I miss sharing my current book and knitting progress on a Wednesday. It gave me that extra encouragement to do more. I’d like to carry on, but this time, I think, I’ll include progress in other long term craft projects, or even just life in general. Life doesn’t always serve up enough time in the week to add many knitted rows, or enough awake moments to read another chapter. Some weeks I want to sew or even grow something instead.
Here I go.
I’m going to kick off with my latest book. I have finished it. A few weeks ago, Briony shared a book she had been reading. From her description, I knew I’d like it, so I ordered a copy. The day The Blackout arrived, we had a power cut for a few hours in the evening (again), so I approached this book with even more interest.
The book starts as the electricity begins to go off all over Europe, but no-one knows why. The grid is interlinked across countries. As one area loses power, there is a ripple effect across all countries. Chaos. Traffic lights stop working and cars crash. Hospitals try to cope with more casualties, without the help of power. No water. No sanitation. No power to pump petrol from the underground tanks. Soon everything grinds to a halt. No food or medicine. People start to die.
I thought it was interesting how people went from helping each other, even strangers, to looking out for themselves. As resources diminished there were still pockets of support, such as a soup kitchen and the government departments in some countries struggling on, but there were plenty more that chose to wield a gun instead and seize power.
The failed attempts to bring the electricity back on line were interesting. There were parts in the plot that had holes (what really? You really didn’t think of that? Where are your procedures?), but some of those were necessary to make the story.
It made me think. How would I survive? Water would be our main problem. Over time, I think we’d have the skills and knowledge to survive as a family. I remember reading years ago, that if such a major permanent change happened, such as no electricity, it would be those that stuck together as a community, and shared skills, that would survive. I think that’s true. They advocated building communities in readiness, which seemed to be taking it a little far. I’d hate to eat my words on that one.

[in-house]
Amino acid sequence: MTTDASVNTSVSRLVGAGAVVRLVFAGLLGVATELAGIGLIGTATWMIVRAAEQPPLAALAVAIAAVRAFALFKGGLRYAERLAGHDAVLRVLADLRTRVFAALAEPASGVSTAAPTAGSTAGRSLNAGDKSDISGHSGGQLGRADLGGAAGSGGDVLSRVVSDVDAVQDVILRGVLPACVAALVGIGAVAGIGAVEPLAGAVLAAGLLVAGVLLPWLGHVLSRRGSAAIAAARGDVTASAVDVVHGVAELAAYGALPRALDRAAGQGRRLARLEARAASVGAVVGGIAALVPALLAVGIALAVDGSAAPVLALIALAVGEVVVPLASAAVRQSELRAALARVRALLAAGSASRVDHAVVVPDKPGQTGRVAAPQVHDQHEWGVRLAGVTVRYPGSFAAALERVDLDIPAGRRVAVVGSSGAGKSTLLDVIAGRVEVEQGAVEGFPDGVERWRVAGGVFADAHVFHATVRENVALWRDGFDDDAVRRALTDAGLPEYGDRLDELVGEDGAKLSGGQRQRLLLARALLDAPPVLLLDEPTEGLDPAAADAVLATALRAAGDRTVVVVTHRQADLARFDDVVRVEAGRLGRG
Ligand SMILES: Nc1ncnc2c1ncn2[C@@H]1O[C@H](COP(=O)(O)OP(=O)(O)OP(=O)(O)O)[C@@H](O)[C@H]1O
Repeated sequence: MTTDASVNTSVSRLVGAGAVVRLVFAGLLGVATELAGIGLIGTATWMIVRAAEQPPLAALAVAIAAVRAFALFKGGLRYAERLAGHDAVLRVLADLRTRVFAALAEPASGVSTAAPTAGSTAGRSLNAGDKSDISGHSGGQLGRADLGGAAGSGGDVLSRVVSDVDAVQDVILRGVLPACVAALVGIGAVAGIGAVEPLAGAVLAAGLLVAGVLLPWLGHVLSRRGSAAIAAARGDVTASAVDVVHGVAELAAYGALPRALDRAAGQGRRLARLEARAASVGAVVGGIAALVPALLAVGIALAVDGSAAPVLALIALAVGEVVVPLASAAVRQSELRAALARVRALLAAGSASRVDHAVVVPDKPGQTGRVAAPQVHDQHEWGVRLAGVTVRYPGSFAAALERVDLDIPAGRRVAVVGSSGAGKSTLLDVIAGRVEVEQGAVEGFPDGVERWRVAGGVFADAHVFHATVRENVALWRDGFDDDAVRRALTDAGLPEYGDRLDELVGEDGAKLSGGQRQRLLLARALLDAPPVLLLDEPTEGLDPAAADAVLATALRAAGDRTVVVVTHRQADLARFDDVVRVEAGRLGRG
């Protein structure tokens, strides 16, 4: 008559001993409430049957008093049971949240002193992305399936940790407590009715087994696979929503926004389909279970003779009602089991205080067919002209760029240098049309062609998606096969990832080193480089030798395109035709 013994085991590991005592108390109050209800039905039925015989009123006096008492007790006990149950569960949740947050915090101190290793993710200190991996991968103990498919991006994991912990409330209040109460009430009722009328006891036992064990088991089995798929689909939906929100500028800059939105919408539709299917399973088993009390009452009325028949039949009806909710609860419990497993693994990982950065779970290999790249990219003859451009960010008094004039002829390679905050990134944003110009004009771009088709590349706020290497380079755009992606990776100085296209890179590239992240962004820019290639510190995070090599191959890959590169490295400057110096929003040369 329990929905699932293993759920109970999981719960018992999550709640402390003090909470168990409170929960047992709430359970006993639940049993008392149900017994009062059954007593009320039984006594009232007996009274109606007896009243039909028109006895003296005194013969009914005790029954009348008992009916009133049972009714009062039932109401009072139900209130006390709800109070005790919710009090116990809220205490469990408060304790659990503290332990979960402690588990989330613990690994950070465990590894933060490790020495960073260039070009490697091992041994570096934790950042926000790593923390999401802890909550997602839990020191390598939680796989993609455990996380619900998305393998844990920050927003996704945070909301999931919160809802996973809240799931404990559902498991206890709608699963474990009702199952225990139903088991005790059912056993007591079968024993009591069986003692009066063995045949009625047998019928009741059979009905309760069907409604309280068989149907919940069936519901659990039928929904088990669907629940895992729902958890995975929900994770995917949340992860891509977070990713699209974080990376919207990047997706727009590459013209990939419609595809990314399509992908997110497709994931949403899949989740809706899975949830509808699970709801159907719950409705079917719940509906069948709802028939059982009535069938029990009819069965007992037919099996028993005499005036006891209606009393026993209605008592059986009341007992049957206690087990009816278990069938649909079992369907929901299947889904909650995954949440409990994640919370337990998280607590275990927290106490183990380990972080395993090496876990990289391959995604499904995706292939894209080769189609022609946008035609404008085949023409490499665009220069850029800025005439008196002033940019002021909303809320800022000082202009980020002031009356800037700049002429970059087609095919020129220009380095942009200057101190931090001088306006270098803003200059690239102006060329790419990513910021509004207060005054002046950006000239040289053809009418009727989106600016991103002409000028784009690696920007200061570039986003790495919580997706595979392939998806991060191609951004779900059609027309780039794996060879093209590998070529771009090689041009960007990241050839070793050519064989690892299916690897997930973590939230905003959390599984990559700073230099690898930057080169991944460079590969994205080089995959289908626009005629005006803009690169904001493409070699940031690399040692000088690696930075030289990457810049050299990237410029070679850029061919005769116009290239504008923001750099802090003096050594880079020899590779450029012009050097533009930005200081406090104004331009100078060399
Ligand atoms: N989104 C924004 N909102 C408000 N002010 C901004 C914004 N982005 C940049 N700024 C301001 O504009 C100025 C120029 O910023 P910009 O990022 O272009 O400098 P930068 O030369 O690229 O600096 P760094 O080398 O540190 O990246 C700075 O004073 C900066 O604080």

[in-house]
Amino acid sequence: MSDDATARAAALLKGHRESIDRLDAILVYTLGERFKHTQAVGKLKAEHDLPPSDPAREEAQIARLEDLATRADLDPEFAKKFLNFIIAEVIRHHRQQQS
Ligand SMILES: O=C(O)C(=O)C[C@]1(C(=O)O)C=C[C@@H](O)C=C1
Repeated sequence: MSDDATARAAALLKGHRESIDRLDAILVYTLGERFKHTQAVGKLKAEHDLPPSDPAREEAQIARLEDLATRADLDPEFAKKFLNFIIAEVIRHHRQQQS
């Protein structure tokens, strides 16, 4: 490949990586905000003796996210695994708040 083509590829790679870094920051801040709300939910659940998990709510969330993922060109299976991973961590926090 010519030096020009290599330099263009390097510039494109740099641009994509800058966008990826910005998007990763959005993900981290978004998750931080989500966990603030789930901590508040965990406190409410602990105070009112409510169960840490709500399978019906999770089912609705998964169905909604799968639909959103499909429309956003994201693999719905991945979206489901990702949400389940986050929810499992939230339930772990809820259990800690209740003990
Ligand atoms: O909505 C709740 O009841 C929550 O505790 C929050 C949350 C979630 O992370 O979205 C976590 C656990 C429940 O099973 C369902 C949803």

The book made me realise how much people rely on electricity. An eye opener. If you read this book, be prepared to add candles and extra canned food to your next shopping list. Maybe water too and a generator.
Thought I’d include the children’s books too. They’ve all read lots this holiday and the pile of read books is even bigger.
Nine year old has resumed ploughing through the Harry Potter series, he’s on number 5.
Twelve year old was desperate to read something less depressing, so I suggested the Little White Horse by Elizabeth Goudge. One of my favourite books when I was her age. She loves it. I can’t remember the last time I saw her so engrossed in a book. There was a film based on the story, but the book is a million miles better than the film. In the sense that the book may once have been in the same room as the script writers.
Fourteen year old is flying through books. She’s finished this one now. Her sixth book this holiday. She is enjoying the uninterrupted time to read.
Last but by no means least, our bed time story book. We popped into the Oxfam bookshop today and picked up a copy of More About Paddington. I’ll be reading a chapter a night to the Youngest, before bed. Often the others will quietly turn up to listen too. There is something rather lovely about having a book read to you, last thing in the day. Especially such delightful stories.
No knitting progress. I’ve been working on my Dear Daughter quilt. Two more squares finished. They are waiting for letters to go with them, which in turn, is waiting for me to be inspired. Sometimes thinking of the right subject, that meets the Teens approval, can be challenging. I’m sure I’ll think of something. In the meantime, I’m on my third square, with three more to go and I’m finished.
In the kitchen